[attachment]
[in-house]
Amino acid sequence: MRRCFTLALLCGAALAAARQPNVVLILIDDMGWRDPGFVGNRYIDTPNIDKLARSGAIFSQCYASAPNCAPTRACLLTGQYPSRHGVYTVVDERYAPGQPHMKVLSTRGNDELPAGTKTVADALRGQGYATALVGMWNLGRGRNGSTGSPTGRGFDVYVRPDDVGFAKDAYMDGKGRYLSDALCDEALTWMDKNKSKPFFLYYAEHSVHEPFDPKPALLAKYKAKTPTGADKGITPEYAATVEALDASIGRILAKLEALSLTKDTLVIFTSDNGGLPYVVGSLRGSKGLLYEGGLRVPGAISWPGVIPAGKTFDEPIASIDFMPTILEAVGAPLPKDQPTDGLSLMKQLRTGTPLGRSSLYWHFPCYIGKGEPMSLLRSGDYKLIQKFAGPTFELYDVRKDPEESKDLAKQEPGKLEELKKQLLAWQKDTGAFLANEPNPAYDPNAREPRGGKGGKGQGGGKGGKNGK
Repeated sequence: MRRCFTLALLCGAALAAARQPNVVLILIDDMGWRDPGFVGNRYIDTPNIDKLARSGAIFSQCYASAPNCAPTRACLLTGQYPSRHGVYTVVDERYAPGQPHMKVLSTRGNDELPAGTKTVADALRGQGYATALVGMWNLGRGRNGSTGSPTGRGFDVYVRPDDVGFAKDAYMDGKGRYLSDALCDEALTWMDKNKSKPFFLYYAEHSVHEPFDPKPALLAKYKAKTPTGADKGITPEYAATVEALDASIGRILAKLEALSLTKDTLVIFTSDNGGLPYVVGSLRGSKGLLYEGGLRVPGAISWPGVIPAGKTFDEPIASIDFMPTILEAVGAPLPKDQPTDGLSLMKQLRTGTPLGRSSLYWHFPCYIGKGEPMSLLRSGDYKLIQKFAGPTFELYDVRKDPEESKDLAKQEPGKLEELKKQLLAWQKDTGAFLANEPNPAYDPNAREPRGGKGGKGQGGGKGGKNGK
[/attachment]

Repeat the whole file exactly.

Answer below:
[in-house]
Amino acid sequence: MRRCFTLALLCGAALAAARQPNVVLILIDDMGWRDPGFVGNRYIDTPNIDKLARSGAIFSQCYASAPNCAPTRACLLTGQYPSRHGVYTVVDERYAPGQPHMKVLSTRGNDELPAGTKTVADALRGQGYATALVGMWNLGRGRNGSTGSPTGRGFDVYVRPDDVGFAKDAYMDGKGRYLSDALCDEALTWMDKNKSKPFFLYYAEHSVHEPFDPKPALLAKYKAKTPTGADKGITPEYAATVEALDASIGRILAKLEALSLTKDTLVIFTSDNGGLPYVVGSLRGSKGLLYEGGLRVPGAISWPGVIPAGKTFDEPIASIDFMPTILEAVGAPLPKDQPTDGLSLMKQLRTGTPLGRSSLYWHFPCYIGKGEPMSLLRSGDYKLIQKFAGPTFELYDVRKDPEESKDLAKQEPGKLEELKKQLLAWQKDTGAFLANEPNPAYDPNAREPRGGKGGKGQGGGKGGKNGK
Repeated sequence: MRRCFTLALLCGAALAAARQPNVVLILIDDMGWRDPGFVGNRYIDTPNIDKLARSGAIFSQCYASAPNCAPTRACLLTGQYPSRHGVYTVVDERYAPGQPHMKVLSTRGNDELPAGTKTVADALRGQGYATALVGMWNLGRGRNGSTGSPTGRGFDVYVRPDDVGFAKDAYMDGKGRYLSDALCDEALTWMDKNKSKPFFLYYAEHSVHEPFDPKPALLAKYKAKTPTGADKGITPEYAATVEALDASIGRILAKLEALSLTKDTLVIFTSDNGGLPYVVGSLRGSKGLLYEGGLRVPGAISWPGVIPAGKTFDEPIASIDFMPTILEAVGAPLPKDQPTDGLSLMKQLRTGTPLGRSSLYWHFPCYIGKGEPMSLLRSGDYKLIQKFAGPTFELYDVRKDPEESKDLAKQEPGKLEELKKQLLAWQKDTGAFLANEPNPAYDPNAREPRGGKGGKGQGGGKGGKNGK